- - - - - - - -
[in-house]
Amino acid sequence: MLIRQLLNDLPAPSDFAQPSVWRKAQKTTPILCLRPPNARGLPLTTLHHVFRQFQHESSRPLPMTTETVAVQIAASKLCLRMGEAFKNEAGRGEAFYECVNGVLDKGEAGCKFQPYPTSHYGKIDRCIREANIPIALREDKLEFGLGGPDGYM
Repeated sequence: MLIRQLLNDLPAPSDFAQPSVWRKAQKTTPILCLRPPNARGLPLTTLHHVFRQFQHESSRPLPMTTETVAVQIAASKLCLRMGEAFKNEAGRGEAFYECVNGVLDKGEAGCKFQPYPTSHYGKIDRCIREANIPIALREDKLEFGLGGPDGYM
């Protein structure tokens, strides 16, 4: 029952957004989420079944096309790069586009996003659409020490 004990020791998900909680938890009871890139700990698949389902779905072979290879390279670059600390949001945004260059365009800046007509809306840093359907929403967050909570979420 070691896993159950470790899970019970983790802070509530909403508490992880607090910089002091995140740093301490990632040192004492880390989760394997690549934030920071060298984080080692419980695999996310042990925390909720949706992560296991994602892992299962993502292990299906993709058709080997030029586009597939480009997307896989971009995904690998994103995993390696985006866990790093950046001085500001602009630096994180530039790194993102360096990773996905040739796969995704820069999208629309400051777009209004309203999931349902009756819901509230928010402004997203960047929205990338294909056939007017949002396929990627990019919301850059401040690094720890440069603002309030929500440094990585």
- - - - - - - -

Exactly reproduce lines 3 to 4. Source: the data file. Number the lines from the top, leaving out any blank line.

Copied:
Repeated sequence: MLIRQLLNDLPAPSDFAQPSVWRKAQKTTPILCLRPPNARGLPLTTLHHVFRQFQHESSRPLPMTTETVAVQIAASKLCLRMGEAFKNEAGRGEAFYECVNGVLDKGEAGCKFQPYPTSHYGKIDRCIREANIPIALREDKLEFGLGGPDGYM
């Protein structure tokens, strides 16, 4: 029952957004989420079944096309790069586009996003659409020490 004990020791998900909680938890009871890139700990698949389902779905072979290879390279670059600390949001945004260059365009800046007509809306840093359907929403967050909570979420 070691896993159950470790899970019970983790802070509530909403508490992880607090910089002091995140740093301490990632040192004492880390989760394997690549934030920071060298984080080692419980695999996310042990925390909720949706992560296991994602892992299962993502292990299906993709058709080997030029586009597939480009997307896989971009995904690998994103995993390696985006866990790093950046001085500001602009630096994180530039790194993102360096990773996905040739796969995704820069999208629309400051777009209004309203999931349902009756819901509230928010402004997203960047929205990338294909056939007017949002396929990627990019919301850059401040690094720890440069603002309030929500440094990585």